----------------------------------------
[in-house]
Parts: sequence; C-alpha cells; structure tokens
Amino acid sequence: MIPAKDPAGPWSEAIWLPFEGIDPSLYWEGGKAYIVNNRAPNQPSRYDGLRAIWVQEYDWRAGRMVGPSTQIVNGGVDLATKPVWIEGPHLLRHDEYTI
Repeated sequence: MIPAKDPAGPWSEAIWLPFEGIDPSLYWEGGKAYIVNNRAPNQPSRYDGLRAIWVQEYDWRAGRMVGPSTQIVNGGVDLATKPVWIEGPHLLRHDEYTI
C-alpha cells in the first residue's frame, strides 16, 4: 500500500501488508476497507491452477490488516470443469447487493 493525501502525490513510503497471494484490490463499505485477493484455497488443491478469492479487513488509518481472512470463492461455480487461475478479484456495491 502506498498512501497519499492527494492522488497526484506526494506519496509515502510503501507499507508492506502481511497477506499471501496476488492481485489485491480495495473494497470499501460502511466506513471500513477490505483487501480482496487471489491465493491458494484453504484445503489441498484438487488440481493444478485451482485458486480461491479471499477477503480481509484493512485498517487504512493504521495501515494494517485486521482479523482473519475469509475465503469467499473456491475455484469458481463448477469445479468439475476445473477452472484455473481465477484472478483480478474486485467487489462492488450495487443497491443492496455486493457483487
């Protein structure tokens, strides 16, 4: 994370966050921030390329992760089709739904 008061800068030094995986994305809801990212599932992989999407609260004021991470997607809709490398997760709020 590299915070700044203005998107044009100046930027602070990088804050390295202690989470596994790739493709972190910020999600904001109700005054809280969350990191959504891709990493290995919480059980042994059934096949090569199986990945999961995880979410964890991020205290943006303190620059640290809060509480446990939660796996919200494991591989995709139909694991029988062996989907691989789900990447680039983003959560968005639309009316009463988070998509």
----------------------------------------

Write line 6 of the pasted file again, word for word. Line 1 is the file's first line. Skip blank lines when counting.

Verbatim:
């Protein structure tokens, strides 16, 4: 994370966050921030390329992760089709739904 008061800068030094995986994305809801990212599932992989999407609260004021991470997607809709490398997760709020 590299915070700044203005998107044009100046930027602070990088804050390295202690989470596994790739493709972190910020999600904001109700005054809280969350990191959504891709990493290995919480059980042994059934096949090569199986990945999961995880979410964890991020205290943006303190620059640290809060509480446990939660796996919200494991591989995709139909694991029988062996989907691989789900990447680039983003959560968005639309009316009463988070998509």